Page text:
It’s just a small story really, about among other things: a girl, some words, an accordionist, some fanatical Germans, a Jewish fist-fighter, and quite a lot of thievery. . . .
Narrated by Death, Markus Zusak's groundbreaking new novel is the story of Liesel Meminger, a young foster girl living outside of Munich in Nazi Germany. Liesel scratches out a meager existence for herself by stealing when she discovers something she can't resist- books. Soon she is stealing books from Nazi book-burnings, the mayor's wife's library, wherever they are to be found.
With the help of her accordion-playing foster father, Liesel learns to read and shares her stolen books with her neighbors during bombing raids, as well as with the Jewish man hidden in her basement.
Why I read it: I saw this highly recommended on someone’s blog (yes, that was you, Evie) and on my next trip to the library it just happened to be on the shelf. Thanks to a computer error (there were actually 9 holds on it!) I checked it out on one-week loan.
What I liked: The writing is just beautiful. Not usual, not even that easy to read after awhile, but it’s lovely. The descriptions are all so unique and fresh. I know some people have mocked them for being a little ridiculous, but I always felt they were perfect. It’s high time we moved away from the cliché ‘night black as ink’ and got some fresh perspective, like ‘a chocolate coloured sky’ or ‘hair the colour of lemons’. Colour plays a huge role in the story.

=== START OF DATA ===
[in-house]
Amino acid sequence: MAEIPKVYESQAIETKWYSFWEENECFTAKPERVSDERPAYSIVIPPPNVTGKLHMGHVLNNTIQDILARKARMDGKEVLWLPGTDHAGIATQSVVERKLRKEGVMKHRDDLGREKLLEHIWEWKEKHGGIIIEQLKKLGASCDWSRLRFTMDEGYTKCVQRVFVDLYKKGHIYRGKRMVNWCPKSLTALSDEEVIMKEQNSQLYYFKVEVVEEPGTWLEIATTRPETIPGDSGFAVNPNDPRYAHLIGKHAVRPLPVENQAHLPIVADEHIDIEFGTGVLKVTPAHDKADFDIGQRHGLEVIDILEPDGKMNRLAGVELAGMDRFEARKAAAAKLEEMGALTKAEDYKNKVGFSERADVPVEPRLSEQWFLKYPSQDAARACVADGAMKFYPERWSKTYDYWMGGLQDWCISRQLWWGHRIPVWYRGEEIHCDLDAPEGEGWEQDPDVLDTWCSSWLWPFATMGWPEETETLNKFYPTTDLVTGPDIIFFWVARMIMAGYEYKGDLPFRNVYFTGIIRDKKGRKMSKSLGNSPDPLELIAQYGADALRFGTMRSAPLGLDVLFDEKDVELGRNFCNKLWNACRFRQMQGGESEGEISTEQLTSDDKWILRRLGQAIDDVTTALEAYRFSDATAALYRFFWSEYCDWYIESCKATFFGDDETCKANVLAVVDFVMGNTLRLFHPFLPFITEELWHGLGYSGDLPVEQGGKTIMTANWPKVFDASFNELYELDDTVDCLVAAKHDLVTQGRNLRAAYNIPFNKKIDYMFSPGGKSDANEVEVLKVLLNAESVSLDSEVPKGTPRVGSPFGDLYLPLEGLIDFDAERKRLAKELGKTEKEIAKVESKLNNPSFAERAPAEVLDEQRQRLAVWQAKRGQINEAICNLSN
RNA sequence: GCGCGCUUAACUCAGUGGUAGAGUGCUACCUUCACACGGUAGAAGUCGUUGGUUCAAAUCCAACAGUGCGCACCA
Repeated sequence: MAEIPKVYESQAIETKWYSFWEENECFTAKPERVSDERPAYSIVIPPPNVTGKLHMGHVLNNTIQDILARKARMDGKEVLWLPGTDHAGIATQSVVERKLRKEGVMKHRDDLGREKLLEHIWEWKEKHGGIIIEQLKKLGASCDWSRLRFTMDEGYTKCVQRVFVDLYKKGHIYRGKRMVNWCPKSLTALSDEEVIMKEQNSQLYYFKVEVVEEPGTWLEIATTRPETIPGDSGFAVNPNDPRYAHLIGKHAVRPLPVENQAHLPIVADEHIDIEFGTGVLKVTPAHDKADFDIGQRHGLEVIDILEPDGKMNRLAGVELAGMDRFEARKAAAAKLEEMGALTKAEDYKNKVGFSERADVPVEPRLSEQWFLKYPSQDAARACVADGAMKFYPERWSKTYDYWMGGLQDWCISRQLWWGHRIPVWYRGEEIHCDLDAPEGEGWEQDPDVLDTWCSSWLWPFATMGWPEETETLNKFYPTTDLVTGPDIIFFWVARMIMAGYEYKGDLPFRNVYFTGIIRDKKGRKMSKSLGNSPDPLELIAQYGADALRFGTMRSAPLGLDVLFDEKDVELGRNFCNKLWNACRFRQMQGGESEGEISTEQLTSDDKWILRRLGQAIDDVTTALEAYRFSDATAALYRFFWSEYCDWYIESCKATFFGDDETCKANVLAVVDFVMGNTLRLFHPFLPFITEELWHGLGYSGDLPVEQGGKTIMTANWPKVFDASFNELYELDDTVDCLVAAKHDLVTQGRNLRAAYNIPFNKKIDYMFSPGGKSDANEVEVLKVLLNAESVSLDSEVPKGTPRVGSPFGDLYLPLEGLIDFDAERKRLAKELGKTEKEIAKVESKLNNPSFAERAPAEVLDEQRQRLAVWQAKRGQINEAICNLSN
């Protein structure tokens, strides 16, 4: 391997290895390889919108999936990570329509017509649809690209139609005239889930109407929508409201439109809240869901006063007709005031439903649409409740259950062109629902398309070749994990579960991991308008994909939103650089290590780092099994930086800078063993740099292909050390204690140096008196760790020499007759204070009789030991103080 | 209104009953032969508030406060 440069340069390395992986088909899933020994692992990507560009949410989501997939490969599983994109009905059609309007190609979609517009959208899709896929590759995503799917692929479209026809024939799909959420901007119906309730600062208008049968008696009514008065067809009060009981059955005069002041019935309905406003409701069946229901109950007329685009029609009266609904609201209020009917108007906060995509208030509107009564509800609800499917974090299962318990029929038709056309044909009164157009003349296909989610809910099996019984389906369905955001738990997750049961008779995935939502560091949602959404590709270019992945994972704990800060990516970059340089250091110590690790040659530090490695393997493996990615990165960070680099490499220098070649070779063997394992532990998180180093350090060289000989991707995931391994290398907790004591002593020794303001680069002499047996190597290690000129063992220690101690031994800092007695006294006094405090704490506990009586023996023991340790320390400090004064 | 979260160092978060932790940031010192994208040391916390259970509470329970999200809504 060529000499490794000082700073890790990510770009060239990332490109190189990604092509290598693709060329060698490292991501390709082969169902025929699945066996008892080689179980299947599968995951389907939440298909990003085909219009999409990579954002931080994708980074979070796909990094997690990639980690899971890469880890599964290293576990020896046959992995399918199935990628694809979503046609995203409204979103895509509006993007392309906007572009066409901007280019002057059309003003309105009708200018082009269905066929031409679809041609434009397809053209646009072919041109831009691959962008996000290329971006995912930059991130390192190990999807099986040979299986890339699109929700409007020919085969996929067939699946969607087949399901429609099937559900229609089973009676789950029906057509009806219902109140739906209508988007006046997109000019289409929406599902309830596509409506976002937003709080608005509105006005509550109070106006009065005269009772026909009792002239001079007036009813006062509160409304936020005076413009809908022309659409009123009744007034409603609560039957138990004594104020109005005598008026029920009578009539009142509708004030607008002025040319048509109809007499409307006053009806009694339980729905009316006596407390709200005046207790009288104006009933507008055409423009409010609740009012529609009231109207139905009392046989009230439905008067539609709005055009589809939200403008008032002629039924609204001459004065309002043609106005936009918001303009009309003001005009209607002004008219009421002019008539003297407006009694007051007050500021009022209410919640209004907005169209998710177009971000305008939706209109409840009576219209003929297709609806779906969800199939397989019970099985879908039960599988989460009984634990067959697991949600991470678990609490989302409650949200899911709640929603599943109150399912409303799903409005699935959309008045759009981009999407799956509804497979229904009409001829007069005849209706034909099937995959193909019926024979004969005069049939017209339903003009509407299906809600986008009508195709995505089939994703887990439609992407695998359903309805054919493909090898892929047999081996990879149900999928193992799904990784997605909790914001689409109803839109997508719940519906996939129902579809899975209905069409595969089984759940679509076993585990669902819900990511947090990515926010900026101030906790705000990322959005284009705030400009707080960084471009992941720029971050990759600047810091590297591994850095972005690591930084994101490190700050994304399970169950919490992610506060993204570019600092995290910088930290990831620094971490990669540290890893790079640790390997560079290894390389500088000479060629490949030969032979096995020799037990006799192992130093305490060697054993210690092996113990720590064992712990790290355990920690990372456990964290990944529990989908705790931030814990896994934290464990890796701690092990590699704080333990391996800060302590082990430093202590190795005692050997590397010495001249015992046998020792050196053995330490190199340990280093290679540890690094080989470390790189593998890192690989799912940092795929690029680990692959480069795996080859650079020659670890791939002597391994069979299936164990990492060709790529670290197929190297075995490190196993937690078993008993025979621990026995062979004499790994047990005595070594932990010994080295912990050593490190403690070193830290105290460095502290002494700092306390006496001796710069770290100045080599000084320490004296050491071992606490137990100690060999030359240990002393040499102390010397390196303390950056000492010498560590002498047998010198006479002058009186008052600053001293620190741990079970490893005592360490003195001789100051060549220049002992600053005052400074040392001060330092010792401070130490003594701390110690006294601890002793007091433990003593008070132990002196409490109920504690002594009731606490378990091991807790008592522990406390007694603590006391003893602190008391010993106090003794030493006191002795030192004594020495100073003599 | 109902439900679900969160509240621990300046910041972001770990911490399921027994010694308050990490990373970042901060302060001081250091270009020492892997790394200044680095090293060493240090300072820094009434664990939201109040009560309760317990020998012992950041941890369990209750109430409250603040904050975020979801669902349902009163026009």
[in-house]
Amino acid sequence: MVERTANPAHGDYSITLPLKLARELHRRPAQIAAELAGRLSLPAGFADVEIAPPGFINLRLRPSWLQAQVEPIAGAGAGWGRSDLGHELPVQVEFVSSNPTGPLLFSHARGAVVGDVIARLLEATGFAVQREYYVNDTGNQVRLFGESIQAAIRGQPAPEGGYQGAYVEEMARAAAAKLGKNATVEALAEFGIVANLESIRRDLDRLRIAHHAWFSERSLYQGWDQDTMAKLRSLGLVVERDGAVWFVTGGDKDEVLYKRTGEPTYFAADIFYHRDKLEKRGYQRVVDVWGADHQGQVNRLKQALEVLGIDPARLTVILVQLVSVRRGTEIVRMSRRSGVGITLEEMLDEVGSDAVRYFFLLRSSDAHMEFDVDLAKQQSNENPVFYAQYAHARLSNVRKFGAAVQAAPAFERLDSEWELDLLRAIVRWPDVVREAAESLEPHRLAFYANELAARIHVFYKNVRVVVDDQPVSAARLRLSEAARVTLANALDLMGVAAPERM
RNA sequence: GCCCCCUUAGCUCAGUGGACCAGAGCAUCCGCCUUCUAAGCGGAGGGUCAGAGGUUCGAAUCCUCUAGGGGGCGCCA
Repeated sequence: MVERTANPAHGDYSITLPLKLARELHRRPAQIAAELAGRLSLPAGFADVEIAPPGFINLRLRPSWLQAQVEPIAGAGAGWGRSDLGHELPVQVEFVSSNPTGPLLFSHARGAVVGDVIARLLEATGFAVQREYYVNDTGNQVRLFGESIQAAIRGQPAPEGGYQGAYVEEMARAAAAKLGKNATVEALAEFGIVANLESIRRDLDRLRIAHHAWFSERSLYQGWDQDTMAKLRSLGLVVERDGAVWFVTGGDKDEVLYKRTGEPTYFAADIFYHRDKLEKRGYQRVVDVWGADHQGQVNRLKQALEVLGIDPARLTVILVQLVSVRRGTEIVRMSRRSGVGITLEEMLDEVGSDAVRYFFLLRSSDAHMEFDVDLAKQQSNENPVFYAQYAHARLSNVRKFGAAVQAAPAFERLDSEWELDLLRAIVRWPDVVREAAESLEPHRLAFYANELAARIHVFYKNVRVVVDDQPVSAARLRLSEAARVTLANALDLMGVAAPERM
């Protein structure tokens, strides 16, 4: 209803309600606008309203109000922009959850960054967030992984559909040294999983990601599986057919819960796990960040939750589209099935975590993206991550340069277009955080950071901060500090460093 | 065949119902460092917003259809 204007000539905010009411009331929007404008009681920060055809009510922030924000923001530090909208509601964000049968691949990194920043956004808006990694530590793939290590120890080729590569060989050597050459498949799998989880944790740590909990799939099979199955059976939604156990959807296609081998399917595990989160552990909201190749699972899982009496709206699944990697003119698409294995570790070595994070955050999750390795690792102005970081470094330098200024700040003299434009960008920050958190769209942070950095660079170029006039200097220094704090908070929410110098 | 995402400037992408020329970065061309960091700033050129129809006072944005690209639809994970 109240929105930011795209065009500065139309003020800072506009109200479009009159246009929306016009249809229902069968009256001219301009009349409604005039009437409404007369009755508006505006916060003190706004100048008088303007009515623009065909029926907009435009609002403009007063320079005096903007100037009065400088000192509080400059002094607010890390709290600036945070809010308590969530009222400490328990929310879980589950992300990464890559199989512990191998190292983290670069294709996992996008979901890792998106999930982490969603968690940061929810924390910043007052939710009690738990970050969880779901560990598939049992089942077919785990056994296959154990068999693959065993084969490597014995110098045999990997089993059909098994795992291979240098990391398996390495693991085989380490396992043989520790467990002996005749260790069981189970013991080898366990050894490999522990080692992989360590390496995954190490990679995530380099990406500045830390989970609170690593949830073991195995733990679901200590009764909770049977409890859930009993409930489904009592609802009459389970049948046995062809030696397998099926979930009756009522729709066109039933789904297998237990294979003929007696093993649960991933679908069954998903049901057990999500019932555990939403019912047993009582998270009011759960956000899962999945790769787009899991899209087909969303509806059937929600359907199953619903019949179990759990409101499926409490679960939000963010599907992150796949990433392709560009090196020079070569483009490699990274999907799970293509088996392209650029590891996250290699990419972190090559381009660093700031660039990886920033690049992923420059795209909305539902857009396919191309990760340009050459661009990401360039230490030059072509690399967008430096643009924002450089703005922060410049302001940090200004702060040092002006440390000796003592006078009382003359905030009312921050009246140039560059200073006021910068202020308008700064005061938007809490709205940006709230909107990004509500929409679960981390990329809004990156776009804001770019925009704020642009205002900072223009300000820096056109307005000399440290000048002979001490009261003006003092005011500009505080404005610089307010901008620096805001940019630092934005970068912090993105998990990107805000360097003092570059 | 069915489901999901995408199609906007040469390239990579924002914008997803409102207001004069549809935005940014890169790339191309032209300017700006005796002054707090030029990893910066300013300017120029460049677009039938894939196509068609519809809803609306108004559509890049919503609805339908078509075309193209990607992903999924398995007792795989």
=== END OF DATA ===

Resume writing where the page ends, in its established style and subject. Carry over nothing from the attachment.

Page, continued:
The cast of characters in this book was impressively managed. There’s the MC, Leisel, her foster parents, her ‘boyfriend’, the Jew they’re hiding in their basement and a number of other inhabitants on Himmel Street. I loved how each of these MCs had such complex personalities. Her foster mother swears like a sailor, but there are one or two scenes where her soft side shows. Even the minor characters have unique characteristics. Since their names were all German I had difficulty remembering which name belonged to which person, but I never go the people themselves mixed up.
What I disliked: This book has no plot. The story is set in WW2 Germany, so there’s a lot of war stuff happens, like them getting poorer and poorer, bombs falling, hiding a Jew in their basement… etc… It’s a nice historical portrait, but there was nothing really propelling it forward. At the time I was looking for a book that I just couldn’t put down, but this book didn’t do it.
This isn’t exactly a dislike, but the book is narrated by Death. At times it worked, but other times it just felt strange and jarring. At the end it all made sense and Death’s narration was kind of cool, but for most of the story I thought it would have been better with a normal omniscient narrator.
From a Christian Perspective: There’s no sexual content in this book because there’s very little romance (something I found refreshing after so many other YA novels). The biggest issue with this book is the swearing. There’s swearing in German on pretty much every page, and God’s name is taken in vain regularly, especially towards the end. The MC is, as the title implies, a ‘book thief’ and she goes on several stealing expedition, and it’s never really made clear that this is wrong.
To buy or not to buy: I personally won’t be buying this book because I only buy books that I’m absolutely in love with. The three star rating is because I didn't care for it that much. However, I would recommend this book to anyone who loves words. It’s not really a story… more of a work of art.